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B. Alternate Button Palettes


A customizable onscreen keyboard such as Discover:Screen (Macintosh, Don Johnston), HandsOff (Windows95, Zygo), or WiViK2 (Windows 95, Prentke-Romich), or a macro utility like OneClick (Macintosh, Scantron Quality Computing), can be used to create an alternative button palette for your browser using keys that are useful to the student. The alternative buttons, which activate the appropriate browser commands (create a bookmark, open the PlaneMath Web page, copy and paste text into a word processor), can provide shortcuts for students with physical disabilities, easier to see tools for students with low vision, and graphic reminders of tools, actions and options for students with learning disabilities. These tools can also be helpful for students without any particular identified special need.

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C. Keyboard Access By Browser


The following list of keyboard access techniques is designed to provide the raw materials necessary to create Morse Code macros, switch scanning matrices, and alternative keyboard overlays for controlling Web browsers. Remember , in addition to the functions listed below, everyone will need an enter key.

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1. Netscape for Macintosh:

Keyboard Access to Basic Commands

Built-In Features

Other Features

Problems

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2. Internet Explorer for Macintosh:

Keyboard Access to Basic Commands

Built-In Features

Other Features

Problems

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3. Netscape for Windows (up to version 3):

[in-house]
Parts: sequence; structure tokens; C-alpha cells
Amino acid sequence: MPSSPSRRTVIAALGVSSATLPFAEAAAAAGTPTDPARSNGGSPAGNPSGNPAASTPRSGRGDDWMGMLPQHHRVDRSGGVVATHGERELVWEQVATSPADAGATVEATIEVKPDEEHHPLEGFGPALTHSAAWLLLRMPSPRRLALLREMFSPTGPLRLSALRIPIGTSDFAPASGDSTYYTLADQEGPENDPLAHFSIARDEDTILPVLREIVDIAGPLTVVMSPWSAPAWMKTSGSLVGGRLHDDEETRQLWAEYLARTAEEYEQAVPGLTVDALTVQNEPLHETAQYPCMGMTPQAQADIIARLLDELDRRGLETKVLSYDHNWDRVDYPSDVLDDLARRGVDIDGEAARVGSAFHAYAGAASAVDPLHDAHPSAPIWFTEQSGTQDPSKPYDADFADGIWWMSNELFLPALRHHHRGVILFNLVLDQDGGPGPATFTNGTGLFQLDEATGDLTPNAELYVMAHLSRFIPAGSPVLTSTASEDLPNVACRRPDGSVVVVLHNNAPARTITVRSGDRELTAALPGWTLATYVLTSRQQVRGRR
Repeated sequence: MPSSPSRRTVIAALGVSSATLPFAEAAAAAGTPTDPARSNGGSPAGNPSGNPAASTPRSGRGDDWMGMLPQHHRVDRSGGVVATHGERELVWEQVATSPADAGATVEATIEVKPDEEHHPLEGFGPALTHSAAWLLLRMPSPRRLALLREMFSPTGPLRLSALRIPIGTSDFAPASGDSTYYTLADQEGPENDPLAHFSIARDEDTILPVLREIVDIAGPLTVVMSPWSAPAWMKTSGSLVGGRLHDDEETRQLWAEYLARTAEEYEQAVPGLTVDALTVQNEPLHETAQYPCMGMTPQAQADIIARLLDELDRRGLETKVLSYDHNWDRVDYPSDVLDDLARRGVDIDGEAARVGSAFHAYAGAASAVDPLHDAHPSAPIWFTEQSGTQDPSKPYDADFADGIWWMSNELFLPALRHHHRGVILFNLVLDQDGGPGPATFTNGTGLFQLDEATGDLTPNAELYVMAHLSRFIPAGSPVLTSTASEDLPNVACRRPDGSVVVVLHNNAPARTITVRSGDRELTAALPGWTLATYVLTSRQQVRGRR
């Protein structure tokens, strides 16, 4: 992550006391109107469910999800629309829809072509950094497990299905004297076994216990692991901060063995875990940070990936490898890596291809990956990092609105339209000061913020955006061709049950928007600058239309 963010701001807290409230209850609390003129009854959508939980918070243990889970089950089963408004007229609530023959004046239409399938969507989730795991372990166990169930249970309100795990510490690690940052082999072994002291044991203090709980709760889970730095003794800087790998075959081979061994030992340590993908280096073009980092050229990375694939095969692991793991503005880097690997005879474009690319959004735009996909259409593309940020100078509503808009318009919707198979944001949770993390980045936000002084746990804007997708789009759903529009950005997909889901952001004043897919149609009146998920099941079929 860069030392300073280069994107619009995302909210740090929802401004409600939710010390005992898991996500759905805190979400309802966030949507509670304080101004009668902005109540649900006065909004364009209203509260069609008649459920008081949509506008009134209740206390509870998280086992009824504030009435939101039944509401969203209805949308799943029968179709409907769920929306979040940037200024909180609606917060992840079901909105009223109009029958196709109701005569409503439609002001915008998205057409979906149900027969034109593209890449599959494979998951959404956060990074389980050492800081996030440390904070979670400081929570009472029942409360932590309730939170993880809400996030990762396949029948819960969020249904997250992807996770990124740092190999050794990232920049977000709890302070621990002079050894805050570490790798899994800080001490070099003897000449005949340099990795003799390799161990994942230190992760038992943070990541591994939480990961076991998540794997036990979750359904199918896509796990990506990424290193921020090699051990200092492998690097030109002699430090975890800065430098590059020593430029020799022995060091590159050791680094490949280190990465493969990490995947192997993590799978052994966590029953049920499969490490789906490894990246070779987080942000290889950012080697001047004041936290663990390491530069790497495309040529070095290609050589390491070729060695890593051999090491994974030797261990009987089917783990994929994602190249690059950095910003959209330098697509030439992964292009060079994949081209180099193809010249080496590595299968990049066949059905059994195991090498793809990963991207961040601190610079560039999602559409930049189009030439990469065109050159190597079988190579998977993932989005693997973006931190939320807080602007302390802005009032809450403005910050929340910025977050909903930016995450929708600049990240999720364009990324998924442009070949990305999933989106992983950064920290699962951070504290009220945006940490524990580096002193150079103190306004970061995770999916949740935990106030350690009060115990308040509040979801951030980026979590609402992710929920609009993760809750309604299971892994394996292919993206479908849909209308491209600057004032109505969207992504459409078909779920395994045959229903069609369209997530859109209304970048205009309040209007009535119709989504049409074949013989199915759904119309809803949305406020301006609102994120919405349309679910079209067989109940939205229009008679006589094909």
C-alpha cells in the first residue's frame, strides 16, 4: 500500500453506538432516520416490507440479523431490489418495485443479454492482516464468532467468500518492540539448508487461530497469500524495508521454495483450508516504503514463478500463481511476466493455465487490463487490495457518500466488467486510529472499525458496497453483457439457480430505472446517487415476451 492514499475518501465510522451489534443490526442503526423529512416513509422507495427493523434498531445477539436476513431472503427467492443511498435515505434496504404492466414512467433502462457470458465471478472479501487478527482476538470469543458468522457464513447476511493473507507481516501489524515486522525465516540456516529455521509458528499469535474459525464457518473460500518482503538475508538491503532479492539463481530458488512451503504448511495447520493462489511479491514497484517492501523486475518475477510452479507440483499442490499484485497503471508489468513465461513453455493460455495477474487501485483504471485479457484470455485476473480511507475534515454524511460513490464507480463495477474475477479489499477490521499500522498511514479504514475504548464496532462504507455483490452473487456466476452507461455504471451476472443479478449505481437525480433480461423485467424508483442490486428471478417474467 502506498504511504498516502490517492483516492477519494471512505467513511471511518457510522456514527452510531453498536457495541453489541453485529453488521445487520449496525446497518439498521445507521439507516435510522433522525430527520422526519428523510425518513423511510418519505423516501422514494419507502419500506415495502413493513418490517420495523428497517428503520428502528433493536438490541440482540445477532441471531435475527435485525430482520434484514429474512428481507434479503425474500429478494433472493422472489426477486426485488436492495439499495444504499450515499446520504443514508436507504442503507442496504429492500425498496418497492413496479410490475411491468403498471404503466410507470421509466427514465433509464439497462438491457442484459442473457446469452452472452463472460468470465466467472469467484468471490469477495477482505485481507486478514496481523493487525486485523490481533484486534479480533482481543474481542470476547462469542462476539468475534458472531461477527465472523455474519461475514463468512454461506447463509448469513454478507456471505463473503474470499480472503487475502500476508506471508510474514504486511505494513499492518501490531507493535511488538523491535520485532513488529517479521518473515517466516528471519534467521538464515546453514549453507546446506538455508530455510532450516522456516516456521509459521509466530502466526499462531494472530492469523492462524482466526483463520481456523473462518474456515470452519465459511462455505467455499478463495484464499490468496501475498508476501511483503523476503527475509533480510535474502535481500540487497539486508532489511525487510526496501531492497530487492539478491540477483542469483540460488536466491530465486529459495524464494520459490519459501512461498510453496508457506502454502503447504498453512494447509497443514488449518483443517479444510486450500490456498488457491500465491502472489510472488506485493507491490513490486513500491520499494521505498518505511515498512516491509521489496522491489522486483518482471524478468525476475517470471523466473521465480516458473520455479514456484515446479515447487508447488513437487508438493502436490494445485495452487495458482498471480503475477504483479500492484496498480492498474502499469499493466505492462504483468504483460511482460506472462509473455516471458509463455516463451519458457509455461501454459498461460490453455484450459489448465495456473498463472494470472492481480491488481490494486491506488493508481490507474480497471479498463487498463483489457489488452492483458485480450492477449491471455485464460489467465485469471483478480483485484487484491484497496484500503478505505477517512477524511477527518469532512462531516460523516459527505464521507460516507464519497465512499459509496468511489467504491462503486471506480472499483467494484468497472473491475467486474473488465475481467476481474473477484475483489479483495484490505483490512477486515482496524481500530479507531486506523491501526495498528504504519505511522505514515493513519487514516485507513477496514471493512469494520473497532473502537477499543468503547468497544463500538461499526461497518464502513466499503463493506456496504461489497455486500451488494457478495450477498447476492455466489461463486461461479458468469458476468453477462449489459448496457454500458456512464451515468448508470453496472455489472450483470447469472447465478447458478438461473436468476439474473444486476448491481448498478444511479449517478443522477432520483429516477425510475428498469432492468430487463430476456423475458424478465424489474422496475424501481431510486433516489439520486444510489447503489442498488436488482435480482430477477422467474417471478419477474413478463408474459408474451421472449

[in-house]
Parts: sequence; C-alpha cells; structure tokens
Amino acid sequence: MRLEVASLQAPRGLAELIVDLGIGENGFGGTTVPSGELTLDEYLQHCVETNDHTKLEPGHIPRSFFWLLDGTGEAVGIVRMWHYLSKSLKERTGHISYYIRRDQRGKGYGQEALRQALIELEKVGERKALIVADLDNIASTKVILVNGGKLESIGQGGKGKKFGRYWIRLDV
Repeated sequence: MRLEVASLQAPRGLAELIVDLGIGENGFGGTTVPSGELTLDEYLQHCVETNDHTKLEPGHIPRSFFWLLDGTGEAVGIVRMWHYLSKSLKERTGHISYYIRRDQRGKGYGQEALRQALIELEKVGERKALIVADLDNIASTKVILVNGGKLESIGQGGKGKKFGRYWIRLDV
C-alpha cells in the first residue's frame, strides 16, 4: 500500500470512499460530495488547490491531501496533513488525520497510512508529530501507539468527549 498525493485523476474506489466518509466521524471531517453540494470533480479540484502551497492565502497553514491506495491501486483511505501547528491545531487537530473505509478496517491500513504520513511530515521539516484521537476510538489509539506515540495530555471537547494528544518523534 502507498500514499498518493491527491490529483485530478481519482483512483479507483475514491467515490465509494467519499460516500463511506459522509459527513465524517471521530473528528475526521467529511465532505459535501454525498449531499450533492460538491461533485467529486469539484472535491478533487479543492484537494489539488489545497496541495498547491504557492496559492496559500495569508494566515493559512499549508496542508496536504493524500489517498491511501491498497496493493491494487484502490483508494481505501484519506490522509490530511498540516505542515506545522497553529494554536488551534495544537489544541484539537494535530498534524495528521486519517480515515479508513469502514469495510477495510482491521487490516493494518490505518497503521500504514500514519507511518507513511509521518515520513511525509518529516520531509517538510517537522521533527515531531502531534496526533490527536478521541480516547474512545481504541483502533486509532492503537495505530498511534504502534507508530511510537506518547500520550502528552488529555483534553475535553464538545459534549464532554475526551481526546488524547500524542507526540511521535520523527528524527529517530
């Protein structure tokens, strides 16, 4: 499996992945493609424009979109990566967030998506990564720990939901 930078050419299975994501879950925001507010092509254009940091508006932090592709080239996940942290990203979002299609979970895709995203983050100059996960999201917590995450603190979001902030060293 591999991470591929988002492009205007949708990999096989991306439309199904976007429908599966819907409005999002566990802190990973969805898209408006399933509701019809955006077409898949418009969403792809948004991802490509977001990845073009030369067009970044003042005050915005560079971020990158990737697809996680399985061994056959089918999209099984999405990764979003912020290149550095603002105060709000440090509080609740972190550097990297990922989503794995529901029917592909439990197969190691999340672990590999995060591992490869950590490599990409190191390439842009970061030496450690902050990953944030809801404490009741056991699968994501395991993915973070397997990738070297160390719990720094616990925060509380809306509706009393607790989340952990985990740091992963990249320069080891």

This program's accessibility is almost identical to the Macintosh version, except that Window's built-in keyboard commands make ClickIt unnecessary for menu access.

Keyboard Access to Basic Commands

Built-In Features

Problems

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4. Netscape Communicator for Windows (version 4):
This program is similar in appearance to the latest Macintosh version, except that Window's built-in keyboard commands make ClickIt unnecessary for menu access. More importantly, it provides keyboard access to links.

Keyboard Access to Basic Commands

Built-In Features

Problems

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5. Internet Explorer for Windows 95
This program is similar in appearance to the Macintosh version, except that Window's built-in keyboard commands make ClickIt unnecessary for menu access. More importantly, it provides keyboard access to links.

Keyboard Access to Basic Commands

Built-In Features

Other Features

Problems

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D. Hints For Using A Screen Reader With An Internet Browser

1. Turn off any unnecessary features in the browser, i.e. Tool Bar, Button Bar and Favorites Bar. All of these take up screen space and are duplicated in menus. They can also be distracting because they will be spoken as "graphic."

2. Turn off "Loading Images." Auto loading of images and multimedia clips slows down access. Not loading images allows display of "alt tags" - text tags which should be present to describe the graphics.

3. Maximize the browser window, minimize all others. Temporarily: Click the middle button in the upper right corner of window Permanently: See directions in Win 95 Help. From Keyboard: ALT+SPACE then press X to maximize and ALT+SPACE then press N to minimize.

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E. Sample Netscape Overlay for Intellikeys

netscape overlay

This overlay was created to provide functions that a student might need while exploring the Internet. Six sites (NASA, PlaneMath, Science Friday, Homework, Exploratorium and Yahooligans) have been given buttons for easy access. Copy, paste, and go to scrapbook allow a student to collect graphics and text from sites for use in a report or project. Netscape buttons include forward, back, home, print, and make a bookmark. Two additional buttons on the lower left side of the overlay invoke macro's for speaking text, and for changing to a word processor.

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F. Sample PlaneMath Overlay


This overlay was created to work with a number of activities by providing buttons that correspond to the location of answer buttons.

planemath overlay